2. Remove any dead flowers, plants/shrubs, etc. If you did not remove dead flowers or plants from your yard or planting beds in the fall, take this time to remove them in preparation for spring planting.
  3. Check lawn sprinkler system. Inspect the valves, sprinkler heads, and when turned on check to ensure that it is properly working and covers its coverage zone.
  4. Tune up the lawnmower and sharpen blades. A good tune up and sharpening of blades now may last the entire mowing season.
  5. Mosquito preparation. Prevention is an important function in dealing with these pesky critters. Remove standing water and fill in where needed. Ensure that there are no containers that could hold water and provide a breeding ground.
  6. Prune bushes, trim stalks, etc. Help your plants to have a better growing season by cutting them back as needed for growth or functionality purposes.
  7. Clean outside windows. Weather permitting, let the sunshine better enter your home with a thorough cleaning of your outside (and inside) windows. Doing so will help bring a needed relief form the long winter and serve to naturally heat your home.
  8. Repair or replace damaged window screens. This time of year, the outside bugs and critters begin to be more active, and you don’t want them being active in your home.

 

May (spring):

Inside House

  1. Deep clean all inside garbage cans. Fill your garbage cans with hot water, add cleaner, allow to soak for a few hours, and then give them a good scrub down.
  2. Wipe down baseboards. Sometimes best to have the children or grandchildren tackle this one. A little financial or activity incentive has produced some clean baseboards over the years.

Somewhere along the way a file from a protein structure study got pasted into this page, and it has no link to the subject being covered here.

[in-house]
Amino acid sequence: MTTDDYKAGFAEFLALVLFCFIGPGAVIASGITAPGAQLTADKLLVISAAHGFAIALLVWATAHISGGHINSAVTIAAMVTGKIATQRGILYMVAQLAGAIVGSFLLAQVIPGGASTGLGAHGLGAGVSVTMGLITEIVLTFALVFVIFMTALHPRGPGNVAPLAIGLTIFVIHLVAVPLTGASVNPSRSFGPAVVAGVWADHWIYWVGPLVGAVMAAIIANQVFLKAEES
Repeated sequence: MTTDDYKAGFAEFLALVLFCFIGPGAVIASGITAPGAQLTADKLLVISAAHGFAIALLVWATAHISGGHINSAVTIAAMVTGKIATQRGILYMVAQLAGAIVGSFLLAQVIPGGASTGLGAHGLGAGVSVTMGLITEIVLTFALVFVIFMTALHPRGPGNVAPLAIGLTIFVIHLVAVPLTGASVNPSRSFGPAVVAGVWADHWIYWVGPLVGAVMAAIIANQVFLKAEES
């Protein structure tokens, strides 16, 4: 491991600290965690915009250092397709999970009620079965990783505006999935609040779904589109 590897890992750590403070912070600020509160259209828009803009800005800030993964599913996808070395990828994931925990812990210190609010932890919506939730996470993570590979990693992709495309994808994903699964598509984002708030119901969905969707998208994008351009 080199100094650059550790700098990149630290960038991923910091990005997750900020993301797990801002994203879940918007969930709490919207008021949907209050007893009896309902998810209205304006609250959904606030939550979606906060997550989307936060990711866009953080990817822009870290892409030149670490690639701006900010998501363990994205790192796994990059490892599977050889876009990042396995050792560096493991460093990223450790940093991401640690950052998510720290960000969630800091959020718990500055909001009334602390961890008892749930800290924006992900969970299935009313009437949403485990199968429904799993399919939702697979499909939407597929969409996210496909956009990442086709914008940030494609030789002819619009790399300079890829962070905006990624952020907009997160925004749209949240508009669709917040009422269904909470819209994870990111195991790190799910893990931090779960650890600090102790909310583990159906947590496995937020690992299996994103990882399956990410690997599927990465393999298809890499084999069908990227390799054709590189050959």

3. Deep clean oven and stove. Just before summer officially begins is a good time to thoroughly clean these appliances. And while at it, pull it out and clean the floor and cabinet sides.

 

Outside & Yard

  1. Get your lawn fertilized. Whether you or a service provider perform this task, an early spring application starts your lawn off right for a summer of green and healthy grass.
  2. Plant flowers and your garden. Whenever the anticipated planting time is in your area (no more freezing temps) plant and add mulch and fertilizer as needed.
  3. Remove debris from window wells. If you don’t have protective guards over your wells they can become cluttered with leaves, rocks, and all manner of “stuff”. Now that you are spending more time outdoors you want them looking nice and clean.
  4. Inspect brick and stone patios and pathways. As winter can be tough on these structures, perform a check of the surfaces for any loose materials. Also check to see if frost heaves or erosion has altered the levelness of the bricks. Make repairs as needed for safety and cosmetic purposes.
  5. Service your lawn. To ensure a green and weed free lawn apply the needed fertilizer and weed control for a good start to the summer.

 

June (summer):

The long-awaited arrival of summer is finally here. Our physical energy levels rise and we are ready to get outside and have fun. This is a good time for remaining maintenance to be completed for the summer festivities of July.

 

Inside House

  1. Deep clean oven and stove.
  2. Replace furnace filter.

Outside & Yard

  1. Prep your grill. Summer is the time for BBQing. Clean the grill, check all connections, and fill your propane tanks for a summer full of fun and food.
  2. Repair fence, gates, or other outdoor structures. Check for signs of loosening, malalignments, etc. and repair as needed.

 

July (summer):

Of all the months of the year, July is the time for play, vacations, and outdoor recreation. We try to keep tasks to a minimum so as not to cut into this sacred month of fun and entertainment.

Inside House

  1. Drain your water heater. This is an important task that will help improve your heater’s effectiveness and lifespan. It clears out sediment and minerals that can decrease its performance.
  2. Clean the carpets. We figure this is as good a time to do this in the house as windows have been left open and dust has found its way into the house settling in the carpet.

Outside & Yard

  1. Caulk and seal cracks. Fill and seal cracks in driveway, patio, and walkway concrete, and openings in your home. This can help to prolong the life of your concrete and improve your home’s air quality, prevent moisture problems, and prolong the life of your HVAC system.